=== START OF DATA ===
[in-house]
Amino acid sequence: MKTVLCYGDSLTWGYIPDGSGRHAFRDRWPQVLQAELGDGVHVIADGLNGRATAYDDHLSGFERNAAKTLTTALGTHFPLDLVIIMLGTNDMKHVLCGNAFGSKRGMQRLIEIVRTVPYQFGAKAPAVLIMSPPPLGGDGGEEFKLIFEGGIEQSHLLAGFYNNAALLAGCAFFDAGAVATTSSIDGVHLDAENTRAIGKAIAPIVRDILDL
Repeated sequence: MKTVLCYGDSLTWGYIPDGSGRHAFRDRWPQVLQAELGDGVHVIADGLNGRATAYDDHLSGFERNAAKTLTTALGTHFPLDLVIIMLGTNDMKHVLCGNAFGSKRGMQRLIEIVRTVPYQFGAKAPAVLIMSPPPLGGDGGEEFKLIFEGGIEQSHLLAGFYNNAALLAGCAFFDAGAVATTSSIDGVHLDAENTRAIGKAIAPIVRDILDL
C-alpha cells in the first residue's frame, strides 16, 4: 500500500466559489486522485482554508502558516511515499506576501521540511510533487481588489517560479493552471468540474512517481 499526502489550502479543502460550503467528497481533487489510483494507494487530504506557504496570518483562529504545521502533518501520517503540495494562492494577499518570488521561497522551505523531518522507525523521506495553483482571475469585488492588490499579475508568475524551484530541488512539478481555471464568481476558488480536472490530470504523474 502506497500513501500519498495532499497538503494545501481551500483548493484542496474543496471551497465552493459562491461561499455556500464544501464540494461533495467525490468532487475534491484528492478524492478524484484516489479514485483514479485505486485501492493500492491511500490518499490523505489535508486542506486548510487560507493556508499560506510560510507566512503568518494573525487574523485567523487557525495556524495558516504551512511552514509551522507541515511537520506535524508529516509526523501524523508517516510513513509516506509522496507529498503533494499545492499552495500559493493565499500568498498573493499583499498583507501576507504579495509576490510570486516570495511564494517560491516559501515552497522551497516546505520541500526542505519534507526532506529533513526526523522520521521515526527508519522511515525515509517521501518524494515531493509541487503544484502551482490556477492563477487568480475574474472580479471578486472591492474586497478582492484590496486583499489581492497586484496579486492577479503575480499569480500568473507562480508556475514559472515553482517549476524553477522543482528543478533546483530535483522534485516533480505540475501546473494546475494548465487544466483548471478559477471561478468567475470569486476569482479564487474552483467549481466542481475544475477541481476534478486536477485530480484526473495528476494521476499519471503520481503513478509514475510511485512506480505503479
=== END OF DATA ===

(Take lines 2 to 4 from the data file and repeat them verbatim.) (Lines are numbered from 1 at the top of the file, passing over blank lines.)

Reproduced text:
Amino acid sequence: MKTVLCYGDSLTWGYIPDGSGRHAFRDRWPQVLQAELGDGVHVIADGLNGRATAYDDHLSGFERNAAKTLTTALGTHFPLDLVIIMLGTNDMKHVLCGNAFGSKRGMQRLIEIVRTVPYQFGAKAPAVLIMSPPPLGGDGGEEFKLIFEGGIEQSHLLAGFYNNAALLAGCAFFDAGAVATTSSIDGVHLDAENTRAIGKAIAPIVRDILDL
Repeated sequence: MKTVLCYGDSLTWGYIPDGSGRHAFRDRWPQVLQAELGDGVHVIADGLNGRATAYDDHLSGFERNAAKTLTTALGTHFPLDLVIIMLGTNDMKHVLCGNAFGSKRGMQRLIEIVRTVPYQFGAKAPAVLIMSPPPLGGDGGEEFKLIFEGGIEQSHLLAGFYNNAALLAGCAFFDAGAVATTSSIDGVHLDAENTRAIGKAIAPIVRDILDL
C-alpha cells in the first residue's frame, strides 16, 4: 500500500466559489486522485482554508502558516511515499506576501521540511510533487481588489517560479493552471468540474512517481 499526502489550502479543502460550503467528497481533487489510483494507494487530504506557504496570518483562529504545521502533518501520517503540495494562492494577499518570488521561497522551505523531518522507525523521506495553483482571475469585488492588490499579475508568475524551484530541488512539478481555471464568481476558488480536472490530470504523474 502506497500513501500519498495532499497538503494545501481551500483548493484542496474543496471551497465552493459562491461561499455556500464544501464540494461533495467525490468532487475534491484528492478524492478524484484516489479514485483514479485505486485501492493500492491511500490518499490523505489535508486542506486548510487560507493556508499560506510560510507566512503568518494573525487574523485567523487557525495556524495558516504551512511552514509551522507541515511537520506535524508529516509526523501524523508517516510513513509516506509522496507529498503533494499545492499552495500559493493565499500568498498573493499583499498583507501576507504579495509576490510570486516570495511564494517560491516559501515552497522551497516546505520541500526542505519534507526532506529533513526526523522520521521515526527508519522511515525515509517521501518524494515531493509541487503544484502551482490556477492563477487568480475574474472580479471578486472591492474586497478582492484590496486583499489581492497586484496579486492577479503575480499569480500568473507562480508556475514559472515553482517549476524553477522543482528543478533546483530535483522534485516533480505540475501546473494546475494548465487544466483548471478559477471561478468567475470569486476569482479564487474552483467549481466542481475544475477541481476534478486536477485530480484526473495528476494521476499519471503520481503513478509514475510511485512506480505503479